Washington, DC – Buoyed by a long-term record of stability, natural gas is poised to play a key role as part of the solution to the energy challenges that our nation will face in the coming years, an industry executive told the National Association of Regulatory Utility Commissioners (NARUC) at their winter meeting today.
David McClanahan, president and chief executive officer, CenterPoint Energy and chairman of the American Gas Association’s (AGA) board of directors told NARUC that the future for natural gas distribution is very bright. “Just as natural gas utility companies helped grow our country by building a pipeline network and connecting communities across America, our industry is well positioned to take the lead in solving our nation’s environmental and energy challenges,” he said.
“We are in the midst of a seismic shift in how our nation views the issue of climate change, the impact of carbon emissions on our environment, and the way we use energy resources. We must consider not only the importance of protecting our environment but also technological realities, economic impacts, U.S. competitiveness in the global market place, national security concerns and the basic tenets of supply, demand and price elasticity.”
An overall solution to greenhouse gas emissions may be years away, but the energy industry is working on these issues today and natural gas will be the bridge fuel to the future, McClanahan said.
“There is no question that natural gas is the cleanest burning fossil fuel and produces the least amount of greenhouse gases. The electric industry is expected to turn to it as a bridge to when clean coal and additional nuclear power generation is available,” McClanahan said.
He noted how the industry has established a number of priorities to ensure it can accomplish this role. This includes:
- Encouraging the direct use of natural gas where possible. Natural gas is the most efficient source of energy for heating homes, offices, hospitals and providing hot water for all uses.
- Stressing the importance of conserving energy and using it efficiently. Over 80 percent of AGA members have programs in place to assist customers in using energy more efficiently.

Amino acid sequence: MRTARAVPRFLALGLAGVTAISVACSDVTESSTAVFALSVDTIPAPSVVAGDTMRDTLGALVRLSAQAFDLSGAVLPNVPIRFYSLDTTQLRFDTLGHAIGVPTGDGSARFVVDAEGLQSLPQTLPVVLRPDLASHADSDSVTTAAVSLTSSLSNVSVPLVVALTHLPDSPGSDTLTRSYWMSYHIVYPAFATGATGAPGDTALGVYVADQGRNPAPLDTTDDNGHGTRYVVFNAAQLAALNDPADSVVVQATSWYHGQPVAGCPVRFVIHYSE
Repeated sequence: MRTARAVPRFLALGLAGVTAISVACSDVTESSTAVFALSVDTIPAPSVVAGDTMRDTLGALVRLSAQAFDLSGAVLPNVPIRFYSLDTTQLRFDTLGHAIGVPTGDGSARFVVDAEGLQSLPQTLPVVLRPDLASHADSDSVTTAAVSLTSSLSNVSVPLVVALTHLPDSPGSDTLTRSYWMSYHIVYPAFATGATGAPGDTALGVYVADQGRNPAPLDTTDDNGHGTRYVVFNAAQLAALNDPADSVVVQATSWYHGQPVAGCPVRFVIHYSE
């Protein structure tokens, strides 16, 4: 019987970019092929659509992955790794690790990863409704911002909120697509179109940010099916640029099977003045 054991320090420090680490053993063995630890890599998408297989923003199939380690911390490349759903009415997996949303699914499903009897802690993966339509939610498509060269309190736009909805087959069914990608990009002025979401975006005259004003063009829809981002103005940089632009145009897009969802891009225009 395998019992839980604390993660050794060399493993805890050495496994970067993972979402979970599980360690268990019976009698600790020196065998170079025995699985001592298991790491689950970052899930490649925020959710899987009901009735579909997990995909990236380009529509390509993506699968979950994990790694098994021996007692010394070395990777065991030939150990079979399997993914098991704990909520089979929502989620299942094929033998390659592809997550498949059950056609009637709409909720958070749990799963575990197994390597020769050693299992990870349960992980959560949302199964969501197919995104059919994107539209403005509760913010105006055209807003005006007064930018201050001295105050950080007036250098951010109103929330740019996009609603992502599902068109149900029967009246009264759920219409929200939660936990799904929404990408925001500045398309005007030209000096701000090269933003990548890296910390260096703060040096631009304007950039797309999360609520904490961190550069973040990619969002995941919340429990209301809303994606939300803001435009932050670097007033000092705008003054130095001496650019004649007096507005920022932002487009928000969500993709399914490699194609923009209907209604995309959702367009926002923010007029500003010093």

- AGA and its members will work with regulators to ensure the interests of the industry and customers are as closely aligned as possible. Historically, natural gas utility rates have been volume based. Around the country decoupling initiatives are taking hold. Decoupling and other non-volumetric rate designs allow natural gas utilities to grow and prosper while stressing conservation and energy. These efforts add to the well deserved reputation natural gas companies have for stable earnings.
- Addressing the issue of high and volatile natural gas prices. Increasing the use of natural gas for electricity generation will put upward pressure on natural gas prices – a result of the laws of supply and demand. More supply will be the moderating factor in this equation. Growth can come from liquefied natural gas, tapping shale tight sands/coal bed methane, and the domestic reserves that lie untouched and untouchable around the country and the offshore continental shelf. These areas must be opened to exploration and development in the near term so they will be available to meet demand.
- Investing in the infrastructure necessary to deliver natural gas to customers and to replace aging infrastructure. The federal government can support this investment by extending the 15 percent dividend tax rate currently set to expire in 2010. If that tax expires, the cost of capital to the natural gas industry will increase and customers will be required to pay more at a time when commodity prices are expected to remain high.
- Continue to advocate for and support Low Income Home Energy Assistance (LIHEAP), a program that helps customers pay their bills. Since its creation in 1981, the number of eligible households has increased by 78 percent while LIHEAP funding has increased by just 17 percent. AGA and its members will remain a loud voice for low income and fixed income customers most impacted by higher prices.
“Our industry has great opportunities before it,” McClanahan concluded. “We can play a significant role in the energy challenges our nation will face, and we are indeed an industry that can bring solutions to this issue – both in 2008 and in 2028.”